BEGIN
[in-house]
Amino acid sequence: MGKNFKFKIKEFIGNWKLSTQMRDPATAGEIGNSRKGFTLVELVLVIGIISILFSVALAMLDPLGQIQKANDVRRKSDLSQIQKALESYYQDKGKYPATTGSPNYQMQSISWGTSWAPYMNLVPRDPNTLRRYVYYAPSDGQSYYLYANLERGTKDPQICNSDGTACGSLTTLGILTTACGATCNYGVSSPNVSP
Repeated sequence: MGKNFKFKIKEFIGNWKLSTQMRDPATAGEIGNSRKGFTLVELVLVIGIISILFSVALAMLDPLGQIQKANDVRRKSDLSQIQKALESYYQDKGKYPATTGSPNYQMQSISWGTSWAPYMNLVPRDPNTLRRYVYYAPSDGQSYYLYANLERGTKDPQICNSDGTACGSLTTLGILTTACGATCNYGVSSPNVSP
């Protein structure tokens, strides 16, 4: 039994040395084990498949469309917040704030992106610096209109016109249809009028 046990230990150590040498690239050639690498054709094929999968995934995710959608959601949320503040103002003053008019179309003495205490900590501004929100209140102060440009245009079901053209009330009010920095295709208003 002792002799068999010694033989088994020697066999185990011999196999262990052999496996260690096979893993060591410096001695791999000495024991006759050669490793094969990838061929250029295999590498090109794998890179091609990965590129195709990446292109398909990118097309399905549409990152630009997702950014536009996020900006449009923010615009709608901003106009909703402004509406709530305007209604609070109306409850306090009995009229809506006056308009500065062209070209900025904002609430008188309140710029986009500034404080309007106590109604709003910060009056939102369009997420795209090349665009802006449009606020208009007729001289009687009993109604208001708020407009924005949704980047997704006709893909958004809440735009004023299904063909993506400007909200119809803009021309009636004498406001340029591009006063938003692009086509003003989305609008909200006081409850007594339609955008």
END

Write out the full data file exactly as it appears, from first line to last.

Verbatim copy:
[in-house]
Amino acid sequence: MGKNFKFKIKEFIGNWKLSTQMRDPATAGEIGNSRKGFTLVELVLVIGIISILFSVALAMLDPLGQIQKANDVRRKSDLSQIQKALESYYQDKGKYPATTGSPNYQMQSISWGTSWAPYMNLVPRDPNTLRRYVYYAPSDGQSYYLYANLERGTKDPQICNSDGTACGSLTTLGILTTACGATCNYGVSSPNVSP
Repeated sequence: MGKNFKFKIKEFIGNWKLSTQMRDPATAGEIGNSRKGFTLVELVLVIGIISILFSVALAMLDPLGQIQKANDVRRKSDLSQIQKALESYYQDKGKYPATTGSPNYQMQSISWGTSWAPYMNLVPRDPNTLRRYVYYAPSDGQSYYLYANLERGTKDPQICNSDGTACGSLTTLGILTTACGATCNYGVSSPNVSP
């Protein structure tokens, strides 16, 4: 039994040395084990498949469309917040704030992106610096209109016109249809009028 046990230990150590040498690239050639690498054709094929999968995934995710959608959601949320503040103002003053008019179309003495205490900590501004929100209140102060440009245009079901053209009330009010920095295709208003 002792002799068999010694033989088994020697066999185990011999196999262990052999496996260690096979893993060591410096001695791999000495024991006759050669490793094969990838061929250029295999590498090109794998890179091609990965590129195709990446292109398909990118097309399905549409990152630009997702950014536009996020900006449009923010615009709608901003106009909703402004509406709530305007209604609070109306409850306090009995009229809506006056308009500065062209070209900025904002609430008188309140710029986009500034404080309007106590109604709003910060009056939102369009997420795209090349665009802006449009606020208009007729001289009687009993109604208001708020407009924005949704980047997704006709893909958004809440735009004023299904063909993506400007909200119809803009021309009636004498406001340029591009006063938003692009086509003003989305609008909200006081409850007594339609955008």